The scale of hacks by North Korea on the South Korean military computer network last year has recently been revealed by South Korea lawmaker Rhee Cheol-hee.
The 235 gigabytes of documents contained "OPLAN 5015," which are thought to be classified plans to be used in case of a war against the North. They supposedly even contained a plan to assassinate the North Korean Leader Kim Jong-un.
The documents were accessed in September last year, although, North Korea have never actually admitted to the attack instead denying their involvement in it.
However, this attack was by no means the first cyber attack that South Korea has suffered, supposedly, at the hands of the North. Here is a look at some of the most famous attacks Korea has suffered over the years.
1) Denial-of-service (DDoS) Attack in 2009.
North Korean hacking first hit the spotlight in 2009 when a serious of DDoS attacks hit South Korea and the United States. These attacks hit various government, media, and financial websites in both countries
Starting on July 7, 2009, websites hit in South Korea included the Presidential Blue House Website, The National Intelligence Service, the Ministry of Foreign Affairs and Trade and also popular private companies such as web portal Naver and bank Nong Hyup, and more.
On July 9, another wave of attacks hit banks, the National Intelligence Service, and also websites in the U.S.
While none of these attacks had a financial demand, Korea is estimated to have suffered around 54.4 billion won worth of damage and some it also suffered a loss in its reputation as an internet powerhouse.
2) March and June attacks in 2013.
On March 20, 2013, the websites of media outlets such as KBS, MBC, YTN, and also banks such as Shinhan Bank, and Nonghyup were hit by hacks. This completely paralyzed some of the websites and even led to a short suspension in internet banking and ATM services.
On June 25 of the same year, Government agencies were once again hit and, perhaps most embarrassingly, comments were left on the Korea government websites praising North Korean leader Kim Jong Un.
3) More cyber terrorism and sensitive nuclear plans accessed in 2014.
While previous attacks had seemingly just been aiming to shut down websites and cause disruption, attacks in December 2014 hit the Korea Hydro & Nuclear Power (KHNP)'s internal network, giving the hackers access to power plant design charts, radioactivity exposure figures of nearby residents, and even personal information of employers.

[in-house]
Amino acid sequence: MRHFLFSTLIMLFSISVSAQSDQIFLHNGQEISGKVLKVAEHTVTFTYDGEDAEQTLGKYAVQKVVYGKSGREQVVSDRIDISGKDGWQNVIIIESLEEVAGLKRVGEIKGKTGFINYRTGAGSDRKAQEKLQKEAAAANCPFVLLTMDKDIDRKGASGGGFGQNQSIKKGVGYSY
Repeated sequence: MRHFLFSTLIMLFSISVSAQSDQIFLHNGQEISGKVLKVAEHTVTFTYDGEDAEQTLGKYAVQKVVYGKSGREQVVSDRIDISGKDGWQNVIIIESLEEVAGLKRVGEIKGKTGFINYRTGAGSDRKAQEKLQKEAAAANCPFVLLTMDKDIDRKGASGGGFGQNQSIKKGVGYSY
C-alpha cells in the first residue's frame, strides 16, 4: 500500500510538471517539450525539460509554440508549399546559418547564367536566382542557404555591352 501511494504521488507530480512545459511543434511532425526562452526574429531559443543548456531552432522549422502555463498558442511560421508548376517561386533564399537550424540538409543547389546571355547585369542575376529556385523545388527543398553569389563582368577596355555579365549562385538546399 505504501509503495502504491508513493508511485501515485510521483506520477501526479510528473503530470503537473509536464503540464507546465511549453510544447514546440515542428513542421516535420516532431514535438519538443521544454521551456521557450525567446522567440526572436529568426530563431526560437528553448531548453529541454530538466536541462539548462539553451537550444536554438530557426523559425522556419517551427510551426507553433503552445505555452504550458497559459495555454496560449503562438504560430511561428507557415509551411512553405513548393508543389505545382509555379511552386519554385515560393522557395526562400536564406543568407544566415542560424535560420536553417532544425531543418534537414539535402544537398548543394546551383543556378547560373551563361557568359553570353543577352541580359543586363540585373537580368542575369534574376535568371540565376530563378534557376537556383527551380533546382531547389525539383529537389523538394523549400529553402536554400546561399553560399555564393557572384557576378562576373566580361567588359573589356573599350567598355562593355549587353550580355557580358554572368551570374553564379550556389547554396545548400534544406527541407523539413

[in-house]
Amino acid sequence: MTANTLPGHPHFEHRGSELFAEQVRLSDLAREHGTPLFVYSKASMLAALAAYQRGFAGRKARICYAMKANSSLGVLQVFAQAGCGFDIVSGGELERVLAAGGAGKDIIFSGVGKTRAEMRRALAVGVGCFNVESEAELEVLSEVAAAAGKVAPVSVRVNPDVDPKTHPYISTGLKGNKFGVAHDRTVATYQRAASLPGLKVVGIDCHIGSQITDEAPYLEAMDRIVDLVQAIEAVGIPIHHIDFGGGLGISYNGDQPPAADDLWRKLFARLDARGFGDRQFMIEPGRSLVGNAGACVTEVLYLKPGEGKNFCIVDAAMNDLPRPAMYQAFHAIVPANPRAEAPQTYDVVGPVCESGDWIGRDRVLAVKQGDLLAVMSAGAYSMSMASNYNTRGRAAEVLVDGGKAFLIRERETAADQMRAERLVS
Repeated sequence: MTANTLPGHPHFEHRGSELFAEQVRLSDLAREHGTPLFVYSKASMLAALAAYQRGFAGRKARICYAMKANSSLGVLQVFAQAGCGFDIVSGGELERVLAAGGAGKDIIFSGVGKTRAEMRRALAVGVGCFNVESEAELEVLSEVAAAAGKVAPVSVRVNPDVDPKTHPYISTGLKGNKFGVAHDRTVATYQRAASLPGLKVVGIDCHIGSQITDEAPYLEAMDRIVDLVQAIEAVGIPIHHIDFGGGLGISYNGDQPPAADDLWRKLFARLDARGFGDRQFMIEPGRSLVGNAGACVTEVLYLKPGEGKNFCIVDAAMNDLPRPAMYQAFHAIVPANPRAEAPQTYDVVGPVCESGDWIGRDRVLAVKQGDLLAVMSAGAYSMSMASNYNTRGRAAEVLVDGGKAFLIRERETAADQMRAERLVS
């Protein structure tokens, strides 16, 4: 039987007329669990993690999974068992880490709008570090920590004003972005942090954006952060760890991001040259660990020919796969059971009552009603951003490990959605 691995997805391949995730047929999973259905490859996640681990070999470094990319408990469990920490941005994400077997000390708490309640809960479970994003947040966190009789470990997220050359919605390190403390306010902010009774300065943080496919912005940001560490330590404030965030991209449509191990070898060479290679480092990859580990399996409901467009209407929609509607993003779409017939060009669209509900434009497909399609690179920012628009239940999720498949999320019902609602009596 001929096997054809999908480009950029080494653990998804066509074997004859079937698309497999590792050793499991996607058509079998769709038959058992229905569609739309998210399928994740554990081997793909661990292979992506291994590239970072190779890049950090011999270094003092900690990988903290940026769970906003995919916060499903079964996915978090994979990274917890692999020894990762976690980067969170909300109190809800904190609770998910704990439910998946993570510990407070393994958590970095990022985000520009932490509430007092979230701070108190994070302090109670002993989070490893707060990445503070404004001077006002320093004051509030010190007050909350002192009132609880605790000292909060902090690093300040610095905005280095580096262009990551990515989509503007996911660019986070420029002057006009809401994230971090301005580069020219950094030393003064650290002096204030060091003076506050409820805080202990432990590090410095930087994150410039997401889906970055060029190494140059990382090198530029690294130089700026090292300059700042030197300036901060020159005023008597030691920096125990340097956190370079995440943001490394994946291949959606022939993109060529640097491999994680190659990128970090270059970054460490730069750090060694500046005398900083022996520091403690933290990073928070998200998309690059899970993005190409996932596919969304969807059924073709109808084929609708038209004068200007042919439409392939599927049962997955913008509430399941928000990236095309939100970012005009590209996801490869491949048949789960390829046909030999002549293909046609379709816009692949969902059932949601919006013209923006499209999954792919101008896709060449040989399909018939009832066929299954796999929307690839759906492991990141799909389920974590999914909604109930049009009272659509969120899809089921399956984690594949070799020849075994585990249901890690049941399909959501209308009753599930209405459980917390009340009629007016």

After the attacks, files were posted before demands for money were made on Twitter where the account holder claimed that other countries had offered to pay for the data related to nuclear power plants.
The attacks were made when the attackers sent 5,986 phishing emails containing malicious code to 3,571 people working at the KHNP.
While after a short investigation and analysis of the IP address used in the hacking Korea blamed the attacks on North Korea although, they also said that none of the documents contained sensitive information that could be used to harm Korea.
However, like in the previous attacks, North Korea denied all involvement.
4) Sensitive military documents accessed.
In September 2016 North Korea attacked the Defense Integrated Data Center (DIDC) and supposedly accessed a significant amount of sensitive data.
At the time of the attack, it was revealed that OPLAN 5027, a classified plan for what to do in the event of war after a first strike by North Korea.
However, it has recently come to light that the hackers also most likely hacked OPLAN 5015, a more up-to-date set of plans that supposedly included plans for the assassination of Kim Jong Un.
During the attacks, malicious code was suspected to have hit more than 2,500 PCs including that of then Minister of National Defense Han Min-gu.
5) A move into financial hacking.
While earlier attacks by North Korea seemed to focus on disruption and then gaining military secrets, recently there seems to have been a move towards hacking for financial gain .
This includes a set of attacks that gained financial data from an ATM server. The hacker, with links to the North, supposedly made around 126.6 million won by selling these details to people who bought them to make clone cards or take out online loans.
Duncan Elder email@example.com